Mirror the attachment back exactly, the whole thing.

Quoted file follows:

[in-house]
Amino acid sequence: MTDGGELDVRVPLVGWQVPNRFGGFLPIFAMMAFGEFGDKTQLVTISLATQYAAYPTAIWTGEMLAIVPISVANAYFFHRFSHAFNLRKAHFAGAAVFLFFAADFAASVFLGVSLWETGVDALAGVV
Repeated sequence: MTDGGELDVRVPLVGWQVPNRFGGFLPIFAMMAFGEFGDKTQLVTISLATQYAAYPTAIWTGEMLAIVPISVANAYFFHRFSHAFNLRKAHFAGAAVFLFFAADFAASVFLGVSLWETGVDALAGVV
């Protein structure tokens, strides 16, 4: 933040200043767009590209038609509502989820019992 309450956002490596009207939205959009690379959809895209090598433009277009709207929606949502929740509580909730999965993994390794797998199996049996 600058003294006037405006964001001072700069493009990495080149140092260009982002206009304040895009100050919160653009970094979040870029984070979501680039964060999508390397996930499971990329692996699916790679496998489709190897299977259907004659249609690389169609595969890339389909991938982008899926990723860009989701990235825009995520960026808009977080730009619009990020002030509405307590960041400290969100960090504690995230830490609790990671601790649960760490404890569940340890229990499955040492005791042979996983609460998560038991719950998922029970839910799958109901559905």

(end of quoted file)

[in-house]
Amino acid sequence: MTDGGELDVRVPLVGWQVPNRFGGFLPIFAMMAFGEFGDKTQLVTISLATQYAAYPTAIWTGEMLAIVPISVANAYFFHRFSHAFNLRKAHFAGAAVFLFFAADFAASVFLGVSLWETGVDALAGVV
Repeated sequence: MTDGGELDVRVPLVGWQVPNRFGGFLPIFAMMAFGEFGDKTQLVTISLATQYAAYPTAIWTGEMLAIVPISVANAYFFHRFSHAFNLRKAHFAGAAVFLFFAADFAASVFLGVSLWETGVDALAGVV
């Protein structure tokens, strides 16, 4: 933040200043767009590209038609509502989820019992 309450956002490596009207939205959009690379959809895209090598433009277009709207929606949502929740509580909730999965993994390794797998199996049996 600058003294006037405006964001001072700069493009990495080149140092260009982002206009304040895009100050919160653009970094979040870029984070979501680039964060999508390397996930499971990329692996699916790679496998489709190897299977259907004659249609690389169609595969890339389909991938982008899926990723860009989701990235825009995520960026808009977080730009619009990020002030509405307590960041400290969100960090504690995230830490609790990671601790649960760490404890569940340890229990499955040492005791042979996983609460998560038991719950998922029970839910799958109901559905």